Cornelia and the Audacious Escapades of the Somerset Sisters by Leslie M. M. Blume
Eleven-year old Cornelia is a lonely girl whose mother is a famous concert pianist. Her mother is always travelling and never takes Cornelia on the road with her. Cornelia is always left at home with just the nosy housekeeper, Madame Desjardins. Her quiet nature causes the other students in her class to alienate her, leaving Cornelia to cope in the best way she knows how: by learning loads of advanced vocabulary words. She uses these words as a wall whenever brown-nosing parents want to know more about Cornelia's mom. Cornelia just uses big words, and POOF!, the questions stop.
Cornelia lives in a high-rise apartment building in the middle of Greenwich Village, and it looks like some new neighbors have moved in. One day, Cornelia is walking down the wall, when a black blur comes dashing out of the new neighbor's door. It is Mister Kinyatta, a black bull terrier puppy. Cornelia meets Mister Kinyatta's owner, the elegant Virginia, and her housekeeper/companion, Patel. Cornelia becomes friends with Virginia, a strange, elusive woman with a love of words and a different room in her home to represent the trips she has taken around the world with her sisters--to Morocco, France, England, and India.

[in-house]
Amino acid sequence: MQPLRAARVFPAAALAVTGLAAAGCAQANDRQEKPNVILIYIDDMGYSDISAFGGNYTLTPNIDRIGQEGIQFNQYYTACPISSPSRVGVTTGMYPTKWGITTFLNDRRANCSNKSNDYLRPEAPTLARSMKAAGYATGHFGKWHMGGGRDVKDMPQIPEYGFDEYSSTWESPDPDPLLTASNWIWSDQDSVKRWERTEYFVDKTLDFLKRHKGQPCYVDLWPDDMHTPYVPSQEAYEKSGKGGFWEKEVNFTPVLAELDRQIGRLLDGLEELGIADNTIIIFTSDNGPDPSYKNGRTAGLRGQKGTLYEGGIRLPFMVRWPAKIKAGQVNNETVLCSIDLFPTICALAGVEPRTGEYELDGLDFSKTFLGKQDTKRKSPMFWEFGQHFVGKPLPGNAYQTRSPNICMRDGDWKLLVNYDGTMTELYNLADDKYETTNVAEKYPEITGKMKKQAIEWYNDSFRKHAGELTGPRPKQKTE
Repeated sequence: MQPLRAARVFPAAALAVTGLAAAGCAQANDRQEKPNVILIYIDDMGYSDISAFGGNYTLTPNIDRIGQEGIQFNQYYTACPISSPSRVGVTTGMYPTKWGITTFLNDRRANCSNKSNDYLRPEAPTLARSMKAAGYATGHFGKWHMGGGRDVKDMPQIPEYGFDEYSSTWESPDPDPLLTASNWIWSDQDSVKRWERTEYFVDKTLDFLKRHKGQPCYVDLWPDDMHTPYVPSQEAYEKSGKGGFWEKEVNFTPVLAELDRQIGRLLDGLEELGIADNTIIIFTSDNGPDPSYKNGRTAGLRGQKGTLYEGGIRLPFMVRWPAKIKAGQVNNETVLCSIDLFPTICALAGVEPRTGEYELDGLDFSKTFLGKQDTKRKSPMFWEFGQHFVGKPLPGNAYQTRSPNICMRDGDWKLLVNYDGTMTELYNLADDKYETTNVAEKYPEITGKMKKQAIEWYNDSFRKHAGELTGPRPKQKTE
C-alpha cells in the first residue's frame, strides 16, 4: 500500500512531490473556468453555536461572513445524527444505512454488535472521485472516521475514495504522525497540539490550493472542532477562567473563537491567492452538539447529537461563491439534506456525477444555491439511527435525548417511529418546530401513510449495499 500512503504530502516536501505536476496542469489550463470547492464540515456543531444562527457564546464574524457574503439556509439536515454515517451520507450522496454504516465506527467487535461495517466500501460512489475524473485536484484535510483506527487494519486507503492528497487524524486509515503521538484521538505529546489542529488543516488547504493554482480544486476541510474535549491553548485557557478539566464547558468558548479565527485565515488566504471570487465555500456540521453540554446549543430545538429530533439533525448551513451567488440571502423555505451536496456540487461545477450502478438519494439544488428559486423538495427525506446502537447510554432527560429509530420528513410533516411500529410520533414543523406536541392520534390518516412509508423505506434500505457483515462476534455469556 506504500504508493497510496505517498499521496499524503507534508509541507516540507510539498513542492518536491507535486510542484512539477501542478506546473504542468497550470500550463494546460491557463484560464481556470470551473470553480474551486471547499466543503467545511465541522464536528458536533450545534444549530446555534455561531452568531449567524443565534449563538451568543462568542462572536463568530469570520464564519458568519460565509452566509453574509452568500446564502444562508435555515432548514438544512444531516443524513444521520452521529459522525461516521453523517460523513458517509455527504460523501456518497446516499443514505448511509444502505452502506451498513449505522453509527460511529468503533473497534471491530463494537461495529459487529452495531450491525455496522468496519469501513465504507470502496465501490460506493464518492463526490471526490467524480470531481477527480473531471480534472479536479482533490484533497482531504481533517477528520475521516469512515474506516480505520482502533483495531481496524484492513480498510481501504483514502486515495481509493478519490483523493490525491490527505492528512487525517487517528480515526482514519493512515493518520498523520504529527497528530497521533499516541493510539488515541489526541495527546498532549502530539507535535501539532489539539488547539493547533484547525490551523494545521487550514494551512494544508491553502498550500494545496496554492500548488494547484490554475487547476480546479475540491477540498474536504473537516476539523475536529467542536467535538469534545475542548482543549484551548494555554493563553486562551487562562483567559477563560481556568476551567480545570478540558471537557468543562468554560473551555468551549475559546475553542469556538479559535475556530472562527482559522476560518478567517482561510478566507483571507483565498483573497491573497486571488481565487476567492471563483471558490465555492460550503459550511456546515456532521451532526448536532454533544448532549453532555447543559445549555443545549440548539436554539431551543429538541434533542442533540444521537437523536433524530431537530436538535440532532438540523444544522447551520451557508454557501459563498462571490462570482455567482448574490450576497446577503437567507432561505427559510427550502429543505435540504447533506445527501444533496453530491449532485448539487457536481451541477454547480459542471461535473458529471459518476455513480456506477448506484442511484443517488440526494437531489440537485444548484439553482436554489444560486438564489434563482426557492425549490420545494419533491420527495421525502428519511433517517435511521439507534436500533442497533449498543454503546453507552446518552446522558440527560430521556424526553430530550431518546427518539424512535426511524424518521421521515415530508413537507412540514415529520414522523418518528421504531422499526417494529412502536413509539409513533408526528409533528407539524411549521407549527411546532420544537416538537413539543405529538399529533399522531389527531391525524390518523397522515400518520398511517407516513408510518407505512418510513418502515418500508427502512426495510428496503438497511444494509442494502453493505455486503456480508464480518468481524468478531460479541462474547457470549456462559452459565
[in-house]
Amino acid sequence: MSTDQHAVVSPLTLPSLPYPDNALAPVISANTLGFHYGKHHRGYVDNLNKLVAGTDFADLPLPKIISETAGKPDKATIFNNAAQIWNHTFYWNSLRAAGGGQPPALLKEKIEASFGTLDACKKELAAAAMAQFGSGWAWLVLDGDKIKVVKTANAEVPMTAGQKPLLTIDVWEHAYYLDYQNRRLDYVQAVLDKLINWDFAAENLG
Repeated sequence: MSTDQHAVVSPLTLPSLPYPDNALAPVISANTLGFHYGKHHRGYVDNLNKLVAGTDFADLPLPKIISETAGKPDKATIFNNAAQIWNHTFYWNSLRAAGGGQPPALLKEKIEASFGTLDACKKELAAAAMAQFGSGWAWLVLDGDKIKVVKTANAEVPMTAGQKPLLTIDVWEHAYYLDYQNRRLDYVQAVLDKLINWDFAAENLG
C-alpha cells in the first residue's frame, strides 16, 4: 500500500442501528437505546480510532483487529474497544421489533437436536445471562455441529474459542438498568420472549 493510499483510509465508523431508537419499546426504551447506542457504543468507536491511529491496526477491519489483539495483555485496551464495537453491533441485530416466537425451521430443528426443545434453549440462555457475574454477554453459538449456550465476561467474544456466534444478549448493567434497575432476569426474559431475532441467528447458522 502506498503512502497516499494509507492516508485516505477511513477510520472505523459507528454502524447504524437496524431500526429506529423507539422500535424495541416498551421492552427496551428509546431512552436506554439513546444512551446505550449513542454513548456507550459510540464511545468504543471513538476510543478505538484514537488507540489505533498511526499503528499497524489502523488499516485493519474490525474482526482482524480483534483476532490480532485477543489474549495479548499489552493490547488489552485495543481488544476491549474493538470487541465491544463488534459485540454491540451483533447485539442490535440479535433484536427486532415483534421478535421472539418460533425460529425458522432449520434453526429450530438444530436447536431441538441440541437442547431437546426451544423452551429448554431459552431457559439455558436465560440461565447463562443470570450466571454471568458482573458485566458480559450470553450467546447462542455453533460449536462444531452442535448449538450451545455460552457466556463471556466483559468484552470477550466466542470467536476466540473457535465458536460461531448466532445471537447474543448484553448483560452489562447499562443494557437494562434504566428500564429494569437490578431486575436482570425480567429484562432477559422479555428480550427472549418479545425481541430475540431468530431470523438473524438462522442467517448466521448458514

Virginia shares her life with Cornelia story by story, becoming like Scheherazade from the Arabian Nights, only the stories aren't told to save her own life, but Cornelia's. Virginia has an Auntie Mame quality. She is well-travelled and very sophisticated. Her fascinating stories breathe life back in Cornelia's dowdy existence.
The stories are fascinating and entertaining. Sisters Virginia, Beatrice, Alexandra, and chubby Gladys seem to find adventure everywhere they go. For me, the story was just okay, but it was a clean read, and I could see it appealing to middle grade girls that feel isolated or long for adventure. Written by Lesley M. M. Blume.
Review by Lindsey Dunn, guest contributor